A second major theme inscribed upon the artwork and narratives of the “Persian Series” is that of emptiness, which works in conjunction with the theme of wildness in order to construct an image of Persia that was antithetical to the metropolitan sites of oil consumption in Britain. Scattered throughout the series are visual and textual messages about Persia that define it as a remote and peripheral landscape that was so wild that it was uninhabitable. In scripting Persia as an infertile and empty geography, BP strengthens the narrative of a modern, adventurous, and daring company capable of overcoming nature’s most challenging obstacles in the wildest parts of the world. At the same time, an empty Persia meant that BP could assert supreme knowledge of and control over the region, while eliminating any sense of local resistance to oil extraction and its effects upon daily life. As one advertisement proclaimed with some hubris, the “miracles” of British science and technology had overcome the extreme wildness and emptiness that had defined Persia for millennia, and in doing so had restored life and fulfillment to the dormant landscape: “over the mountains and deserts of Persia, for countless years traversed only by camels and the slowly moving caravan, to-day there flows the crude oil which is the basis of ‘BP’, the British Petrol” [44].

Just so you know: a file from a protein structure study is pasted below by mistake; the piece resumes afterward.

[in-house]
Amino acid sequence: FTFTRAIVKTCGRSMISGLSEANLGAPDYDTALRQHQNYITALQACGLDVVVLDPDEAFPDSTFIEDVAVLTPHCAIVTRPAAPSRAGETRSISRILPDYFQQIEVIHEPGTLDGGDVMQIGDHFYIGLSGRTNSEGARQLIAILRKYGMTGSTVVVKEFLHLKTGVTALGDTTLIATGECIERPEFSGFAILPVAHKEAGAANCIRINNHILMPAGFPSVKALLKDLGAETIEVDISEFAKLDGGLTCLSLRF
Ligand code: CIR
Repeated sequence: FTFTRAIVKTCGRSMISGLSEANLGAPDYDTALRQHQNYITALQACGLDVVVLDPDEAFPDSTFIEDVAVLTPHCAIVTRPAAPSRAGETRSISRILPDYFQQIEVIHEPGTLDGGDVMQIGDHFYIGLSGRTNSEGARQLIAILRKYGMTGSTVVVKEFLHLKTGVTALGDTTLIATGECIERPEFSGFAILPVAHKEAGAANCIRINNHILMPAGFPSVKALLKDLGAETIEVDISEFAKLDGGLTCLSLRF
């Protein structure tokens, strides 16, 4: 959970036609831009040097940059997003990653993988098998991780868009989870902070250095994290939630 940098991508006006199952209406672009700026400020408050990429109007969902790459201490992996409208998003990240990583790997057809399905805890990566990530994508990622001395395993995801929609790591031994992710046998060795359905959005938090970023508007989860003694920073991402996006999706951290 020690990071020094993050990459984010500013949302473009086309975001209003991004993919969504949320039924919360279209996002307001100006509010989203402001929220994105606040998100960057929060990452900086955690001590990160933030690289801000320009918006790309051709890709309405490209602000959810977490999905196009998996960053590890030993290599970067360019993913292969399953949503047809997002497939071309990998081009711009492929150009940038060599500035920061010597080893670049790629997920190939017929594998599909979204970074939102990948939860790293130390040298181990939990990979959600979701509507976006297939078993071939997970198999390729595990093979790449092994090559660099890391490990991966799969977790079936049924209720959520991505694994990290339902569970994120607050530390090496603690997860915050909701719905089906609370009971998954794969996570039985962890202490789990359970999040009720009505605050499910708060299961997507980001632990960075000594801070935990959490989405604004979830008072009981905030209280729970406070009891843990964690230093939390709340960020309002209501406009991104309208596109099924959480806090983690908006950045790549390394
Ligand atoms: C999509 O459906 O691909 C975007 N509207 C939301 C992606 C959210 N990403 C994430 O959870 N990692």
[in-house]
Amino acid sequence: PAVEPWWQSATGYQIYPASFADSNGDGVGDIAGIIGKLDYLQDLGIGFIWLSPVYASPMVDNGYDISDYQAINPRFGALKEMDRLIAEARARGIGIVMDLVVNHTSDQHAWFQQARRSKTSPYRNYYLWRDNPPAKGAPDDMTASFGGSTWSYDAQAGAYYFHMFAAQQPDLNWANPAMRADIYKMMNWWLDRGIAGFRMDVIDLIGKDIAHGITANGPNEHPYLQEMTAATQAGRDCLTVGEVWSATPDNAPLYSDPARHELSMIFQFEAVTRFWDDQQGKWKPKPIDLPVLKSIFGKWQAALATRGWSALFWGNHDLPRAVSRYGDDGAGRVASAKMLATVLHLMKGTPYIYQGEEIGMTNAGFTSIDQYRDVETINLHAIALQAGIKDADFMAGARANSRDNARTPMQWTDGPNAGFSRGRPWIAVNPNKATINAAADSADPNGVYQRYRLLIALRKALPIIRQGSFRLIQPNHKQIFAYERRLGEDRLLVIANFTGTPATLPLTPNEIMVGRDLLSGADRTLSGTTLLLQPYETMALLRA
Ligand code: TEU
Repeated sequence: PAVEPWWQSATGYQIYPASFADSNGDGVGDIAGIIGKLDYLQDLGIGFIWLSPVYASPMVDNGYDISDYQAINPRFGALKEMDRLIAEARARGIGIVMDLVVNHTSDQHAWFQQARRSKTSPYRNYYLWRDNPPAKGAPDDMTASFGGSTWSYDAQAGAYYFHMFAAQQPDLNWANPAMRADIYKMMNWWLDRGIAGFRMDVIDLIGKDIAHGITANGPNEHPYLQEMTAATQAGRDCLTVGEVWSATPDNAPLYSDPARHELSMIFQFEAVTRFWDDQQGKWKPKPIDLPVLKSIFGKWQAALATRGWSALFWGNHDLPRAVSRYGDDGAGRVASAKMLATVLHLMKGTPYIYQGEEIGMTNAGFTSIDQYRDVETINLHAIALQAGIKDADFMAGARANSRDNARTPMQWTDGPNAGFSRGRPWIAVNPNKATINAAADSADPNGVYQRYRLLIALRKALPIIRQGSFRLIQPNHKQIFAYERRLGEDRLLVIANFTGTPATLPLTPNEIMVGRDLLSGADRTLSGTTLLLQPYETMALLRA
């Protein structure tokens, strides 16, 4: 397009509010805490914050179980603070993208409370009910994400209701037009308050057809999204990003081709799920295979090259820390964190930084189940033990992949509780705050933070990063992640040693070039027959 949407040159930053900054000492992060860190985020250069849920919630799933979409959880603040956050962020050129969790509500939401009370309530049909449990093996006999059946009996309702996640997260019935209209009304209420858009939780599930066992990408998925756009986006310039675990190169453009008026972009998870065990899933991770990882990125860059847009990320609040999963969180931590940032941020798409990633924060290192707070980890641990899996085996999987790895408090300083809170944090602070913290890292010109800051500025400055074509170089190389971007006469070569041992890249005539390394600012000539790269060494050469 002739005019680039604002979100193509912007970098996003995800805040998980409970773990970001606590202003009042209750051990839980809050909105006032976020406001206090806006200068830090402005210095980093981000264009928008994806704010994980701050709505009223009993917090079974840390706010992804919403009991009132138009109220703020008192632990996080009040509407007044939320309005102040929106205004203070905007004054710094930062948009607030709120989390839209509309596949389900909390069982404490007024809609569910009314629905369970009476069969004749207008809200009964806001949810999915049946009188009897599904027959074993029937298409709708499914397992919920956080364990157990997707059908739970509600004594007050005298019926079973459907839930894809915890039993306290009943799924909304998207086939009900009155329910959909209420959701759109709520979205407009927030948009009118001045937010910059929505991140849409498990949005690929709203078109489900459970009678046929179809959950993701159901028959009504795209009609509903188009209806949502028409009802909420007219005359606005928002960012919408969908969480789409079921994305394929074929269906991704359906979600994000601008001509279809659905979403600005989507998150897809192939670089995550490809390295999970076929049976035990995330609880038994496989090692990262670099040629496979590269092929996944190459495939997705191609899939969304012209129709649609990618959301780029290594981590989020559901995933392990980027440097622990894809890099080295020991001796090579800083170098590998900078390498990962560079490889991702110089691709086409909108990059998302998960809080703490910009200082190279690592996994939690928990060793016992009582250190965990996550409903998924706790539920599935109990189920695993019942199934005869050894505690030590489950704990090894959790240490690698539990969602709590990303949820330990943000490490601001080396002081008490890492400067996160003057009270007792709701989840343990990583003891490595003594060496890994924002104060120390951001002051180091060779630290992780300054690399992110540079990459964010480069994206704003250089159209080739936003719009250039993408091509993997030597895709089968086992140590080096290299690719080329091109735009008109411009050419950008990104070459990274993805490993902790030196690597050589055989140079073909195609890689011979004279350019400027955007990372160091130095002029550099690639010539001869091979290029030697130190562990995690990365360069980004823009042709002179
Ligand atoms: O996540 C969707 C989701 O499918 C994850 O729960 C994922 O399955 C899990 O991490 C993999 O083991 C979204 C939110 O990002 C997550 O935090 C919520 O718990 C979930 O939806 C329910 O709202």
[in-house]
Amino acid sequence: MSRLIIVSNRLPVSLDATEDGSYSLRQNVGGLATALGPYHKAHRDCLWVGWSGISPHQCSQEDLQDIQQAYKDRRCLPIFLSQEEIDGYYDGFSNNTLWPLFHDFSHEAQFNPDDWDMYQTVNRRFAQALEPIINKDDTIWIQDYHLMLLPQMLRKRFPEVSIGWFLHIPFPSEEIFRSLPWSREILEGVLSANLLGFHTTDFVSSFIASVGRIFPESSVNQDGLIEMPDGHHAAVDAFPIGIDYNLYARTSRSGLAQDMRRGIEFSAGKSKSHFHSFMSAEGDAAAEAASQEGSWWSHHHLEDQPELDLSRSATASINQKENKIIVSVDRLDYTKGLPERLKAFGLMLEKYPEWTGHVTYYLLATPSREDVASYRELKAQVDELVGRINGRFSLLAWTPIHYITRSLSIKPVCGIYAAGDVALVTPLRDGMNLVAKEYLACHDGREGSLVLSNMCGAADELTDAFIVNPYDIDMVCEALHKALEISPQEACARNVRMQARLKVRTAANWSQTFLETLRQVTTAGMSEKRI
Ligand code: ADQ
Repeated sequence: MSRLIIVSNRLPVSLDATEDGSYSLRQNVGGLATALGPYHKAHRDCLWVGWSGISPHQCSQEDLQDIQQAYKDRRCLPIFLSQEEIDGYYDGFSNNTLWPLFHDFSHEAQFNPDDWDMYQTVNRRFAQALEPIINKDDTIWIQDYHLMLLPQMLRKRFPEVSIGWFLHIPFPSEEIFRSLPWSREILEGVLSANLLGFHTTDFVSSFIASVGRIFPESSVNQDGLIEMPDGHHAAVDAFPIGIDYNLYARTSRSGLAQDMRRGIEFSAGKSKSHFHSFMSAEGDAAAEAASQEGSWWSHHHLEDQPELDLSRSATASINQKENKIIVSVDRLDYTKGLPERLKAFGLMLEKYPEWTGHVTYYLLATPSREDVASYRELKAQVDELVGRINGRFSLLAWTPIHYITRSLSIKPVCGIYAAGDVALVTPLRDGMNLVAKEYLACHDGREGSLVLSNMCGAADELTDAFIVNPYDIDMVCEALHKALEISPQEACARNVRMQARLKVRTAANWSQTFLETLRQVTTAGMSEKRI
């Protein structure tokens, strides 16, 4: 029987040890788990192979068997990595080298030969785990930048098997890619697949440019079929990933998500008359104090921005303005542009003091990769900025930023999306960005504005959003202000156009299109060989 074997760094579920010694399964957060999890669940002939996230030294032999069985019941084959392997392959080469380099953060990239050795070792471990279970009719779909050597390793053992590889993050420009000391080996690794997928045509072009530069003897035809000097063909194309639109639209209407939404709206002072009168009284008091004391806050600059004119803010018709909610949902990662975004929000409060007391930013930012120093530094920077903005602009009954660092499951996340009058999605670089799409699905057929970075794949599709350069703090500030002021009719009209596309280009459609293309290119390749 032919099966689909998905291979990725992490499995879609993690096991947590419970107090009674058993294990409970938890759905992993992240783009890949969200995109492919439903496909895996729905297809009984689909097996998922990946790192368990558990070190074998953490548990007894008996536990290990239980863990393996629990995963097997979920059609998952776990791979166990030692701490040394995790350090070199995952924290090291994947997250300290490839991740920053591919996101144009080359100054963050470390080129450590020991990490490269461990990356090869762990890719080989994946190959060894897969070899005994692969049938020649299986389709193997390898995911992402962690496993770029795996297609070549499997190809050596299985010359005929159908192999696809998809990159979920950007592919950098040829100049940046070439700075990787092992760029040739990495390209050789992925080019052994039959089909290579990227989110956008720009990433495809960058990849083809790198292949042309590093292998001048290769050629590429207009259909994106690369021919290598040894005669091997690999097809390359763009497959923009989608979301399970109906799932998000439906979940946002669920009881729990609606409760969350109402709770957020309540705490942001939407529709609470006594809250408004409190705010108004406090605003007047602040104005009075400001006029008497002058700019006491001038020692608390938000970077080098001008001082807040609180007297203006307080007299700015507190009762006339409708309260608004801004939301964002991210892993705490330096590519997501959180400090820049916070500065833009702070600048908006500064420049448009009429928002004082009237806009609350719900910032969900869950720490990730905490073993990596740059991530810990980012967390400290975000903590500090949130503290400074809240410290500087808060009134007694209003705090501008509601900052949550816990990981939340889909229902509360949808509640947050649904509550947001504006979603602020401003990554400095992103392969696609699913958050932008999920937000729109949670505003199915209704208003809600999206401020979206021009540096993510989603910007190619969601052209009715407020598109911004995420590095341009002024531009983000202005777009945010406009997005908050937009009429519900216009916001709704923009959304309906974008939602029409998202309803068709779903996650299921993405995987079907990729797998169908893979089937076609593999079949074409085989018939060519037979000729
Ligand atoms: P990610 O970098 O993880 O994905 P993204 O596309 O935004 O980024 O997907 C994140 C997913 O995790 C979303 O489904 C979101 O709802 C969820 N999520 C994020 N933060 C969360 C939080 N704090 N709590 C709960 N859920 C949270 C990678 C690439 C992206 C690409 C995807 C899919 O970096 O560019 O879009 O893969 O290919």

Here again, BP seeks to erase and redefine contemporary Persian life and culture through the use of images and stories about the past that were familiar to the British audience. Several advertisements refer to the “dignity and beauty” of ancient Persia during the “early history of mankind”, while others explore such topics as the “Glories of Ancient Persia”, “The Tomb of Khusru Pharviz”, or “When Petroleum was used as Cement.” [6,8,50]. The advertisements’ treatment of contemporary Persia, however, suggests that the rich cultural traditions of the ancient and classical periods had simply withered and disappeared. The legacy of Persia’s impressive past had vanished, leaving behind only “ruins” and “those treasures of mineral oil once held sacred by the Fire Worshippers of ancient Persia.” [4]. According to one advertisement, “The early glory of Persia was succeeded by centuries of inactivity and depression”, suggesting that contemporary Persia and the people who lived there had remained untouched by “modernity” or the “oil age” [8]. Indeed, the word “ancient” is used to describe Persia a total of thirteen times in the “Persian Series”, making it one of the most frequently-used words in the corpus. As another advertisement confirmed to British audiences with a tinge of satisfaction and superiority, the highpoint of Persian culture had risen and fallen, eclipsed by more powerful, more modern oil-burning empires: “Gone are the captains and kings. Their citadels are crumbled to dust” [45].